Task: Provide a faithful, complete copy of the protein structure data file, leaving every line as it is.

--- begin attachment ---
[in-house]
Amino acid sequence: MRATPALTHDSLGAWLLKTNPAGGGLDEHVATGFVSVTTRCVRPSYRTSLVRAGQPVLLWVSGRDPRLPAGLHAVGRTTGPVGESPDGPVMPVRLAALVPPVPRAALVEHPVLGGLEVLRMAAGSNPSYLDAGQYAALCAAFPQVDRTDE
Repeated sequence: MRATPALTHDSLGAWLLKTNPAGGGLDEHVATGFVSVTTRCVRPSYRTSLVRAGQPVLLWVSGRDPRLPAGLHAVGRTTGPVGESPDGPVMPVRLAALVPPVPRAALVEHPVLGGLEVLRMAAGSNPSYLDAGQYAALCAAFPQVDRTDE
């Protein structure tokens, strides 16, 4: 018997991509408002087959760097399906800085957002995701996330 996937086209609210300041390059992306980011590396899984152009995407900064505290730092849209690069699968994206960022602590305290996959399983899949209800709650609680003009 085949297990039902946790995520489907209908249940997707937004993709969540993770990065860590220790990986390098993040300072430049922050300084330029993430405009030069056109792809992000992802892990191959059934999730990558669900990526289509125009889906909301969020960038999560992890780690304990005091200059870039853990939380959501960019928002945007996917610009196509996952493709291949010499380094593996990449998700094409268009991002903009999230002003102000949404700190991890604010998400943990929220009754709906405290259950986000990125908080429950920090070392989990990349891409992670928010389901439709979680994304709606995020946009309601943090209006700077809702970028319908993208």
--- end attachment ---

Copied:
[in-house]
Amino acid sequence: MRATPALTHDSLGAWLLKTNPAGGGLDEHVATGFVSVTTRCVRPSYRTSLVRAGQPVLLWVSGRDPRLPAGLHAVGRTTGPVGESPDGPVMPVRLAALVPPVPRAALVEHPVLGGLEVLRMAAGSNPSYLDAGQYAALCAAFPQVDRTDE
Repeated sequence: MRATPALTHDSLGAWLLKTNPAGGGLDEHVATGFVSVTTRCVRPSYRTSLVRAGQPVLLWVSGRDPRLPAGLHAVGRTTGPVGESPDGPVMPVRLAALVPPVPRAALVEHPVLGGLEVLRMAAGSNPSYLDAGQYAALCAAFPQVDRTDE
């Protein structure tokens, strides 16, 4: 018997991509408002087959760097399906800085957002995701996330 996937086209609210300041390059992306980011590396899984152009995407900064505290730092849209690069699968994206960022602590305290996959399983899949209800709650609680003009 085949297990039902946790995520489907209908249940997707937004993709969540993770990065860590220790990986390098993040300072430049922050300084330029993430405009030069056109792809992000992802892990191959059934999730990558669900990526289509125009889906909301969020960038999560992890780690304990005091200059870039853990939380959501960019928002945007996917610009196509996952493709291949010499380094593996990449998700094409268009991002903009999230002003102000949404700190991890604010998400943990929220009754709906405290259950986000990125908080429950920090070392989990990349891409992670928010389901439709979680994304709606995020946009309601943090209006700077809702970028319908993208």